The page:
A

cross domain

resource will initiate a cross domain HTTP request (Cross-site HTTP request) when one of the resources it requests is from a domain name that is different from the first resource provided with its own.

, for example, introduces a picture resource (http://domainb.foo/image.jpg) from the domain name B (http://domainb.foo) site through a label in a Web application of the domain name A (http://domaina.example), and the Web application of the domain A will cause a browser to initiate a cross station HTTP request. In today's Web development, using a cross station HTTP request to load a variety of resources (including CSS, pictures, JavaScript scripts, and other class resources) has become a popular and popular way.

, as you know, for security reasons, browsers restrict the cross site requests initiated in scripts. For example, using XMLHttpRequest objects to initiate HTTP requests must comply with the homologous strategy. In particular, the Web application can and can only use XMLHttpRequest objects to initiate HTTP requests to the source domain names it loads, instead of initiating requests to any other domain name. In order to develop a more powerful, richer and more secure Web application, the developers are eager to be more and more powerful and richer in the Web application technology without the loss of security. For example, you can use XMLHttpRequest to initiate cross site HTTP requests. (this section describes the cross domain inaccuracy, the cross domain is not a browser limiting the launch of the cross - station request, but the cross - station request can be normally initiated, but the return result is intercepted by the browser. The best example is the CSRF cross site attack principle. The request is sent to the back-end server, no matter whether it is across the domain. Note: some browsers do not allow access to HTTP from the domain cross domain of the HTTPS, such as Chrome and Firefox, which intercepts requests when the request is not issued. This is a special case.) The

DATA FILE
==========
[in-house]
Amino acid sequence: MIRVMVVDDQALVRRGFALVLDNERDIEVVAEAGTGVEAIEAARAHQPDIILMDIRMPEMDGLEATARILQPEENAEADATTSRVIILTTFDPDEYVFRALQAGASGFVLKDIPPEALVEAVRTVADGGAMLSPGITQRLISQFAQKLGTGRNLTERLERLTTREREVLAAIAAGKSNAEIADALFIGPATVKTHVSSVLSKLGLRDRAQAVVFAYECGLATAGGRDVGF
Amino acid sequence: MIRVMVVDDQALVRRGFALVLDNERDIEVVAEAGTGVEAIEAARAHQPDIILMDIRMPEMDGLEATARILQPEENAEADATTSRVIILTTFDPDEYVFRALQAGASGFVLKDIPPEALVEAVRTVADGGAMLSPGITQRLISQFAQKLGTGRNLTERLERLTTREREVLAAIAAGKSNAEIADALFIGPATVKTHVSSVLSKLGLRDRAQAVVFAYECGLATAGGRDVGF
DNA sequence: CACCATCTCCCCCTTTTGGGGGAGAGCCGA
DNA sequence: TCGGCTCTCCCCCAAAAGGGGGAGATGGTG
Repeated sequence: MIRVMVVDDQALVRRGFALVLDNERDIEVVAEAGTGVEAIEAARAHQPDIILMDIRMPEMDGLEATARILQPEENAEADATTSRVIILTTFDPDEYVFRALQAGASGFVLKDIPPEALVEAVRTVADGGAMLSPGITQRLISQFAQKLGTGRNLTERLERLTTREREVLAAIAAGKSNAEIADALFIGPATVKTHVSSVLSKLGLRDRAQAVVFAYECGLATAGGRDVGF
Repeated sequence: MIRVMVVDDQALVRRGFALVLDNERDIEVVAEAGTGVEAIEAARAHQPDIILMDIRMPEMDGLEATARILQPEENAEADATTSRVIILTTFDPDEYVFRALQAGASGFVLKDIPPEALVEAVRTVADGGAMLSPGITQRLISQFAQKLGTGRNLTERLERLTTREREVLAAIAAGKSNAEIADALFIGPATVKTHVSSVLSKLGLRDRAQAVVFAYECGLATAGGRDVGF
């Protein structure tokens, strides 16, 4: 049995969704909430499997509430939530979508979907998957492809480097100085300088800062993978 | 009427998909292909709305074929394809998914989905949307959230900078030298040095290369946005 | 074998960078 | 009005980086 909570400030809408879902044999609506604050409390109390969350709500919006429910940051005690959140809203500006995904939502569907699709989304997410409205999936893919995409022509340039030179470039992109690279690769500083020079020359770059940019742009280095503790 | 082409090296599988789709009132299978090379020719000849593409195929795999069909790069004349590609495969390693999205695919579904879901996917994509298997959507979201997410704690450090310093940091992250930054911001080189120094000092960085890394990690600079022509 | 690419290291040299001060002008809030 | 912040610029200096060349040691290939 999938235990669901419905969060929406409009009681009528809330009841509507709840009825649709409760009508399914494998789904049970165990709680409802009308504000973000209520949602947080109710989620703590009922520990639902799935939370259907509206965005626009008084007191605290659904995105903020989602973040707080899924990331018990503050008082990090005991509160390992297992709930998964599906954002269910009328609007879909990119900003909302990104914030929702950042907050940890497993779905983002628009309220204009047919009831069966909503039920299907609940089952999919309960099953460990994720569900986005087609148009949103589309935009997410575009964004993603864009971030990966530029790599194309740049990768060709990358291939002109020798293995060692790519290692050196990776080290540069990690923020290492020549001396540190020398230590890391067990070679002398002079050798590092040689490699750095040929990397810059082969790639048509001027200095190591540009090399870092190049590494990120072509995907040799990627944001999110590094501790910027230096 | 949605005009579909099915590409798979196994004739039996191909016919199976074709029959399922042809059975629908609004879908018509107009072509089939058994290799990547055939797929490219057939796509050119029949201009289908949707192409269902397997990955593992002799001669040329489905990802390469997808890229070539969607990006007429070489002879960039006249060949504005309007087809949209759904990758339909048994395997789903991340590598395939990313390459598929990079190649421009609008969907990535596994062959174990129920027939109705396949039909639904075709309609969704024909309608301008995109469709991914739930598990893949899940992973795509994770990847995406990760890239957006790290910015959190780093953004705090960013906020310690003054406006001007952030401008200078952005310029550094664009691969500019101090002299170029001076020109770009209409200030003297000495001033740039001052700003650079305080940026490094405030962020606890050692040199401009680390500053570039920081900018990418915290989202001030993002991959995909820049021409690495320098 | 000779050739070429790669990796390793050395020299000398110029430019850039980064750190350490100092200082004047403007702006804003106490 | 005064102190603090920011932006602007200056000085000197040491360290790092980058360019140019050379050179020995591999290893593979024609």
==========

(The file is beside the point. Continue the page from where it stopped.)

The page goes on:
more:https://developer.mozilla.org/zh-CN/docs/Web/HTTP/Access_control_CORS

CROS

CORS is all called Cross Origin (cross domain resource sharing), and the server only needs to add the relevant response header information to realize the guest. The household sends a AJAX cross domain request.

@CrossOrigin

1. can cross domain on all requests directly using Controller on Controller. Origins = "*" represents all of the

 @CrossOrigin (origins = "http://domain2.com"), maxAge = 3600) @ S AccountController {@RequestMapping ("/{id}") public Account retrieve (@PathVariable Long ID) {/ /...} @RequestMapping (method = {/ /...}}) RossOrigin (maxAge = 3600) @RestController @RequestMapping ("/account") public class AccountController {@CrossOrigin ("http://domain2.com") @RequestMapping ("/{id}") Public void remove (@PathVariable Long ID) {/ /...}} 

another method: the main purpose of

CorsFilter is to add related information headers, and Filter can be implemented.

 @Configuration public class BeanConfiguration {@Bean public CorsFilter corsFilter () {final UrlBasedCorsConfigurationSource); CorsConfiguration.setAllowCredentials (true); corsConfiguration.addAllowedOrigin ("*"); corsConfiguration.addAllowedHeader (*); corsConfiguration.addAllowedMethod (*); urlBasedCorsConfigurationSource.registerCorsConfiguration ("/ * *", corsConfiguration); return new CorsFilter (UR) LBasedCorsConfigurationSource);}} 

Access-Control-Allow-Origin: a client domain name that allows access, such as: http://web.xxx.com, if it is *, can be accessed from any domain, that is, no restriction is done.

  1. Access-Control-Allow-Methods: allows the method name to be accessed. Multiple method names are separated by commas, for example: GET, POST, PUT, DELETE, OPTIONS.
  2. Access-Control-Allow-Credentials: whether the request is allowed to have authentication information, and if you want to get the cookie under the client domain, it needs to be set to true.
  3. Access-Control-Allow-Headers: client request head that allows server access, and multiple request heads are separated by commas, for example: Content-Type.
  4. Access-Control-Expose-Headers: a service response header that allows client access. Multiple response heads are separated by commas.

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